Funding urgently needed to cope with climate disasters – and to prevent distrust crashing UN negotiations. Money is likely to be a flashpoint at the UN Cop27 climate summit starting on Sunday in Egypt, where world leaders will attempt to tackle the climate crisis.
World Leaders Launch Forests and Climate Leaders’ Partnership to accelerate momentum to halt and reverse forest loss and land degradation by 2030 - bringing the total funds committed to $24,5 bn November 7, 2022 at COP27 - 26 countries, including some Central African countries and the European Union – which together account for over 33% of the world’s forests and nearly 60% of the world’s GDP launch the Forest and Climate Leaders’ Partnership (FCLP).
Heads of State and Government and their entourages took over the conference venue on the second day of the Sharm El-Sheikh Climate Change Conference. With their presence, leaders aimed to signal sustained momentum on climate action. In parallel, intergovernmental negotiations got up to speed. Discussions on some agenda items, such as those related to cooperative approaches under the Paris Agreement (Article 6.2), drew such crowds that they surpassed room capacity. Please download the Document....
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World Leaders Launch Forests and Climate Leaders’ Partnership to accelerate momentum to halt and reverse forest loss and land degradation by 2030 -UK
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At COP26 in Glasgow (2021) twelve donors committed to a collective Congo Basin pledge of at least US$1.5 billion of financing between 2021 and 2025. Over the course of 2021, the donors have collectively provided over $508 million towards the Congo Basin Pledge, with just under $311 million disbursed in the region so far. The report provides more detail on the collective spend, including case studies. Please download the 2021 report...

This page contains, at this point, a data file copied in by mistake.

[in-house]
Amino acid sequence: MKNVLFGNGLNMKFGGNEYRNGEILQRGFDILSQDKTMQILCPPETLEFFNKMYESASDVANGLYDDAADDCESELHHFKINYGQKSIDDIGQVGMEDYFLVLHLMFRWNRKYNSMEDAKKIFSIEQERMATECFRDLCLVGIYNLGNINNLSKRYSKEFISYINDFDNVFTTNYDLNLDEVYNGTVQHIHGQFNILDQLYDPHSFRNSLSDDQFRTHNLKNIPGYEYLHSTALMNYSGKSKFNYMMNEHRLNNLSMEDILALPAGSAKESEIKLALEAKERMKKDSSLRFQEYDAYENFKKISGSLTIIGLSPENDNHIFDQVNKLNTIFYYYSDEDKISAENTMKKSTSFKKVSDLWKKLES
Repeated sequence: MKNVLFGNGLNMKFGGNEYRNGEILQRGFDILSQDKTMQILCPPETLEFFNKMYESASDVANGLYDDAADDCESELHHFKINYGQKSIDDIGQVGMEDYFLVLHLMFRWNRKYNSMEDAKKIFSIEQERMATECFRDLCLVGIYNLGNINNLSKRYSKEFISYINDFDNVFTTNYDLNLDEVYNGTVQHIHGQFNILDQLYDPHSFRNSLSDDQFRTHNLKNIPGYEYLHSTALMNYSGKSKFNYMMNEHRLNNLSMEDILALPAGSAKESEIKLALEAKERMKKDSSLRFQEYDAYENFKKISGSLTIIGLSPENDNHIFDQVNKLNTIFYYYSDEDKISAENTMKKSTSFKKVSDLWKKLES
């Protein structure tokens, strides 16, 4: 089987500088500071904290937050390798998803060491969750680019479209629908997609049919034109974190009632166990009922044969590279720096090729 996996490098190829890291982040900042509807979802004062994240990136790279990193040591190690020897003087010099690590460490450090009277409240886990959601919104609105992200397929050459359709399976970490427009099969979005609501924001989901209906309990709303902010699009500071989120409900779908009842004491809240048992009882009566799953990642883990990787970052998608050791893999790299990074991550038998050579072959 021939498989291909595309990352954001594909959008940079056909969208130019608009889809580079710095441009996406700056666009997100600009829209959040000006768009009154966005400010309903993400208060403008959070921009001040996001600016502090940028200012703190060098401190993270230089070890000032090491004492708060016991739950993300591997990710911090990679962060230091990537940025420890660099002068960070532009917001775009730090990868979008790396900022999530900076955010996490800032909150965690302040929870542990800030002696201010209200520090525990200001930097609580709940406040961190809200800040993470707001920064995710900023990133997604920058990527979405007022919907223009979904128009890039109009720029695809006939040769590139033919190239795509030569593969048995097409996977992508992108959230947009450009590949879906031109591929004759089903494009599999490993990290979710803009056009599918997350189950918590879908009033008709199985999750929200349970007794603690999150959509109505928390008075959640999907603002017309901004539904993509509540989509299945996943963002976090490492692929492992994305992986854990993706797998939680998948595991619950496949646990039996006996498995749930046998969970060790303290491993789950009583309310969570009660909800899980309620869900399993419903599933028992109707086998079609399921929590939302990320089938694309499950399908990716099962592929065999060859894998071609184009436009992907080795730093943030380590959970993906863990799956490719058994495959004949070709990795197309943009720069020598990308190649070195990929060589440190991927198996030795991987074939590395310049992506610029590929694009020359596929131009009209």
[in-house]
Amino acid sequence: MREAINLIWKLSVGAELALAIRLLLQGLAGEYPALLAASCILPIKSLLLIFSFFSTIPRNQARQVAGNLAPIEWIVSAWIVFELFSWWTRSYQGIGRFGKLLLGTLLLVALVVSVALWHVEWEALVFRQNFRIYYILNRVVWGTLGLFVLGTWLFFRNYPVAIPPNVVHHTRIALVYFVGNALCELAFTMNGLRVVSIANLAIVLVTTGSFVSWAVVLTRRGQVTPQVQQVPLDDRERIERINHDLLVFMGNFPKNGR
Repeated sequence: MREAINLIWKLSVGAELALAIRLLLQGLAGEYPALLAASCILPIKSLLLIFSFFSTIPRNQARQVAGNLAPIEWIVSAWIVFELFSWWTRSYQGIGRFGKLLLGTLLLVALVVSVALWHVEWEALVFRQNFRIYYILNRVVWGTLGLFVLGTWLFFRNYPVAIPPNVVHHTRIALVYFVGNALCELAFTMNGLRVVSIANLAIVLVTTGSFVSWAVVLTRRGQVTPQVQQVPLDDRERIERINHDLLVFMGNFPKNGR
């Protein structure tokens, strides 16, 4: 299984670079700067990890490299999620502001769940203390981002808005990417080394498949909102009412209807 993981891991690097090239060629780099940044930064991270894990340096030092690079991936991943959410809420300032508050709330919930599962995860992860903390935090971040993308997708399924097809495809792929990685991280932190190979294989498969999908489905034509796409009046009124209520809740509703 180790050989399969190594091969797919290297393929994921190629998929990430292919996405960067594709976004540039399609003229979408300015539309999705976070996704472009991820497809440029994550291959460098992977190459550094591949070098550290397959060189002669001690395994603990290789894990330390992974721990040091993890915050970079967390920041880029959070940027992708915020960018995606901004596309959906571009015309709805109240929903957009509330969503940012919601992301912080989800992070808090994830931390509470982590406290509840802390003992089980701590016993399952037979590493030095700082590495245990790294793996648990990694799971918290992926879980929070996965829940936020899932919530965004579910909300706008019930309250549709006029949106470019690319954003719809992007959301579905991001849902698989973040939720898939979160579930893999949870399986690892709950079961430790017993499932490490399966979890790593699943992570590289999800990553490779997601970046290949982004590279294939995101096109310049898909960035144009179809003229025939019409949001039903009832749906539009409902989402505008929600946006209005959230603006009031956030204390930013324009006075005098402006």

On the sidelines of this international climate governance conference, the Commission of the Economic Community of Central African States (ECCAS), gathering 11 member states1, is organizing today, November 7, 2022, at the DRC Pavilion (P80), from 12:30 pm the day of the ECCAS at COP 27, under the Leadership of the Democratic Republic of Congo (DRC), country presiding over this instrument of regional integration. Please download the press release of the day...
Two major events for the ATIBT sectors are taking place every day at the 27th United Nations Climate Change Conference (COP 27) in Sharm el-Sheikh, Egypt, from 6 to 18 November 2022.
Distinguished delegates, ladies and gentlemen, it gives me great pleasure to declare open the twenty-seventh session of the Conference of the Parties to the United Nations Framework Convention on Climate Change. Friends, let me begin by thanking our friends here in Egypt for such a warm welcome.
We are five days from the start of the 2022 UN Climate Change Conference (COP27). As COP President, Egypt is proud to host more than 45,000 registered COP27 participants representing Parties, UN and regional organizations, businesses, the scientific community, indigenous and local communities and civil society to jointly enhance and accelerate the implementation of climate action and follow up on our collective commitments and pledges. We hope that the welcoming people and natural beauty of Sharm El Sheikh can provide some inspiration for us to take the very needed meaningful steps to fight for the people and planet and save lives and livelihoods.
Cairo, Egypt - November 2022 – COP27, the 2022 United Nations Climate Change Conference, hosted by Egypt in Sharm El Sheikh will see delegates from around the world participate in the annual climate change negotiations. With over 40,000 estimated attendees, the summit is expected to host one of the largest number of participants in the annual global climate conference, which is running from November 6 to 18 in Sharm El Sheikh, Egypt.
Gabon has just been certified for carbon credit by the United Nations Framework Convention on Climate Change (UNFCCC). The government welcomes a step forward for the marketing of carbon credits in Gabon. On Friday 7 October 2022, the United Nations Framework Convention on Climate Change (UNFCCC) published́ its report on the technical analysis of Gabon’s activities over the period 2010-2018 on reducing emissions from deforestation, forest degradation, as well as conservation of forest carbon stocks, sustainable management of forests and enhancement of forest carbon stocks (REDD+).